On Monday, we celebrated “Raksha Bandhan” in India. It is a festival to commemorate the love and duty between sister and brother. The sister expresses her love by tying a “rakhi” or sacred thread on her brother’s wrist in return for his protection. Simultaneously, both mainstream and social media were flooded with reports about a young woman named Varnika Kundu. She was stalked in Chandigarh last Friday by a couple of young men.
She was driving alone in her car past midnight when she noticed the stalkers. She tried to shake them off by driving through red lights and swerving through traffic. They chased her car across seven kilometres and even tried to open one of the doors. Frantically, she called the police helpline and finally the police arrested the men. It turned out that one of them is Vikas Barala. The son of the head of the Haryana BJP unit Subhash Barala.
Initially, the men were arrested and charged under Indian Penal Code (IPC) Section 354 D (stalking) and Section 185 of the Motor Vehicle Act (driving by a drunken person or by a person under the influence of drugs) as well as the more serious Sections 341 (wrongful restraint), 365 (kidnapping) and 511 (attempt to commit offences punishable with imprisonment). But then the police dropped some of the sections permitting for the release of the two men on bail.
In the meanwhile, the family of the stalker and some of the BJP leadership turned to Twitter to blame Kundu, accusing her of staying out too late. One of the BJP Spokeswomen, Shaina NC, tweeted an old image of Kundu with two men. She called her “victim beti” and allegedly identifying one of the men as Barala. Later the tweet was deleted and Shaina claimed her account was hacked. Whilst the father of the stalker said that, “Varnika is like his daughter and there is no pressure to influence the investigation.”
So what is wrong here?
- The Chandigarh Stalking case reinforces gender stereotypes that a woman out late at night is at fault and therefore fair game for harassment and stalking. It does not seem to matter that a city is supposed to be safe for all of its residents. The onus of a woman’s safety seems to lie only with her – and it shouldn’t.
- The Government’s clarion call “Beti Bachao, Beti Padhao”, (save your daughter, educate your daughter), is only a charade on paper. The Beti Bachao Beti Padhao scheme (as per the website of the Ministry of Women and Child Development) focuses on challenging mindsets and deep rooted patriarchy in the societal system, strict enforcement of PC & PNDT Act, and advancing education of the girl child. In sum, it focuses on issues of women empowerment on a life cycle continuum. Yet, several BJP members chose to use gender stereotyping and blaming the woman rather than denouncing the crime.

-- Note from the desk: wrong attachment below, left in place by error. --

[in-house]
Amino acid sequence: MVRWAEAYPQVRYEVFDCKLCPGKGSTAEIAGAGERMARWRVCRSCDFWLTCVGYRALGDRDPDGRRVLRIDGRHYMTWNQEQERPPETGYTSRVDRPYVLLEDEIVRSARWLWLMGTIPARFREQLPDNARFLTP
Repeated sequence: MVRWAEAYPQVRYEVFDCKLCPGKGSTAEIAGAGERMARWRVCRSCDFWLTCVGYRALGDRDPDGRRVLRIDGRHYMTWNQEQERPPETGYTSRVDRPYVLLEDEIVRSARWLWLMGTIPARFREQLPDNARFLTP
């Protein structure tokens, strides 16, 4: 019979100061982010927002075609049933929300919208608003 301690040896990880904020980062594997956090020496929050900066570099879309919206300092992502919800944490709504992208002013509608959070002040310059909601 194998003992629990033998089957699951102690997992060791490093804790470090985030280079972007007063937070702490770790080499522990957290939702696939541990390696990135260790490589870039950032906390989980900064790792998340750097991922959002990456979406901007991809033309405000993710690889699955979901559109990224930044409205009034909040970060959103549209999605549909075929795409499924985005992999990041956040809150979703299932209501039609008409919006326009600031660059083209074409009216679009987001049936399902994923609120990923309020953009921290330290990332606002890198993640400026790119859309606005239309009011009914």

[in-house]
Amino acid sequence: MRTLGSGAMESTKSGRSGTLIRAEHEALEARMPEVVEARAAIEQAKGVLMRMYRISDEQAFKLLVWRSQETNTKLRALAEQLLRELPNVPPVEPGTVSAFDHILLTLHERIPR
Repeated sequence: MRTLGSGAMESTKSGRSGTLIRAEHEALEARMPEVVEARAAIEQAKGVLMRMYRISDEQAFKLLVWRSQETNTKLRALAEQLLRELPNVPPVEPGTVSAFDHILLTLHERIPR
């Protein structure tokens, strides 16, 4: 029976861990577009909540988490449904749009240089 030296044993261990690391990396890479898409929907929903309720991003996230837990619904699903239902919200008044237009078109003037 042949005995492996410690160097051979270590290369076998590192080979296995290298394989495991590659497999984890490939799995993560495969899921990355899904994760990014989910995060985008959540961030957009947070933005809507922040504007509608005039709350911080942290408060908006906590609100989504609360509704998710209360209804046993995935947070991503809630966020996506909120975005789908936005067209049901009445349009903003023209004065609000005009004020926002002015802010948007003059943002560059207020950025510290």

- The police’s actions were far from satisfactory. The very fact that many of the Indian Penal Code sections protecting women’s rights are recognisable offences with strict punishment is because of the constant battering that women and girls have had to endure over the years. Yet, by dropping certain sections of the complaint and watering down the charges, it once again sends the message that women’s rights are not important. How, then, does one have faith in the system if the police take it upon themselves to be the judiciary?
- Finally, our customs and culture like Raksha Bandhan perpetuate the notion that a woman must be “protected”. Once again, it reminded us that women are not equal but dependent on others for her own rights. These norms are so ingrained in our psyche that it seems unthinkable that a woman can have her own life.
Once again, it reminded us that women are not equal but dependent on others for her own rights.
I am glad that Kundu’s father decided to stand with his daughter. Even if it means taking on the powerful politicians and corrupt police in a highly patriarchal society. It is time that we address this issue, call a spade a spade. And stop letting the stalkers get away with just a light sentence.